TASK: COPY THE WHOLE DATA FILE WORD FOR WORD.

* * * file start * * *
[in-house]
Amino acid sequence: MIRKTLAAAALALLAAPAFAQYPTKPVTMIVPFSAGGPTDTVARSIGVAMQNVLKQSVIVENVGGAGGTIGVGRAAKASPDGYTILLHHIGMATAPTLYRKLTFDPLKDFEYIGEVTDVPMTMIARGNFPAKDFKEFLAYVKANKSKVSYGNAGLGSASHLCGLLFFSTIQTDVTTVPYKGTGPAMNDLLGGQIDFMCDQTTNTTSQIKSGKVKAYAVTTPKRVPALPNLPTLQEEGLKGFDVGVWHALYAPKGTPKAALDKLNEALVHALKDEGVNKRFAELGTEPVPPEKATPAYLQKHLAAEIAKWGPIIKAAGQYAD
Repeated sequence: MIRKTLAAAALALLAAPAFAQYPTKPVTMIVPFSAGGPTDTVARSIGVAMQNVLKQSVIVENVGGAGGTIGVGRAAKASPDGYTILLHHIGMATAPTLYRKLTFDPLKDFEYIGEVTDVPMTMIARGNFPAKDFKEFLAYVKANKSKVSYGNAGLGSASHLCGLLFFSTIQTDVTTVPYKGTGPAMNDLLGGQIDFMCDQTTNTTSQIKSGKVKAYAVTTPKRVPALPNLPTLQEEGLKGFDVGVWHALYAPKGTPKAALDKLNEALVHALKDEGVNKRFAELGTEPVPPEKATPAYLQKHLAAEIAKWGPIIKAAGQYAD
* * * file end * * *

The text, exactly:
[in-house]
Amino acid sequence: MIRKTLAAAALALLAAPAFAQYPTKPVTMIVPFSAGGPTDTVARSIGVAMQNVLKQSVIVENVGGAGGTIGVGRAAKASPDGYTILLHHIGMATAPTLYRKLTFDPLKDFEYIGEVTDVPMTMIARGNFPAKDFKEFLAYVKANKSKVSYGNAGLGSASHLCGLLFFSTIQTDVTTVPYKGTGPAMNDLLGGQIDFMCDQTTNTTSQIKSGKVKAYAVTTPKRVPALPNLPTLQEEGLKGFDVGVWHALYAPKGTPKAALDKLNEALVHALKDEGVNKRFAELGTEPVPPEKATPAYLQKHLAAEIAKWGPIIKAAGQYAD
Repeated sequence: MIRKTLAAAALALLAAPAFAQYPTKPVTMIVPFSAGGPTDTVARSIGVAMQNVLKQSVIVENVGGAGGTIGVGRAAKASPDGYTILLHHIGMATAPTLYRKLTFDPLKDFEYIGEVTDVPMTMIARGNFPAKDFKEFLAYVKANKSKVSYGNAGLGSASHLCGLLFFSTIQTDVTTVPYKGTGPAMNDLLGGQIDFMCDQTTNTTSQIKSGKVKAYAVTTPKRVPALPNLPTLQEEGLKGFDVGVWHALYAPKGTPKAALDKLNEALVHALKDEGVNKRFAELGTEPVPPEKATPAYLQKHLAAEIAKWGPIIKAAGQYAD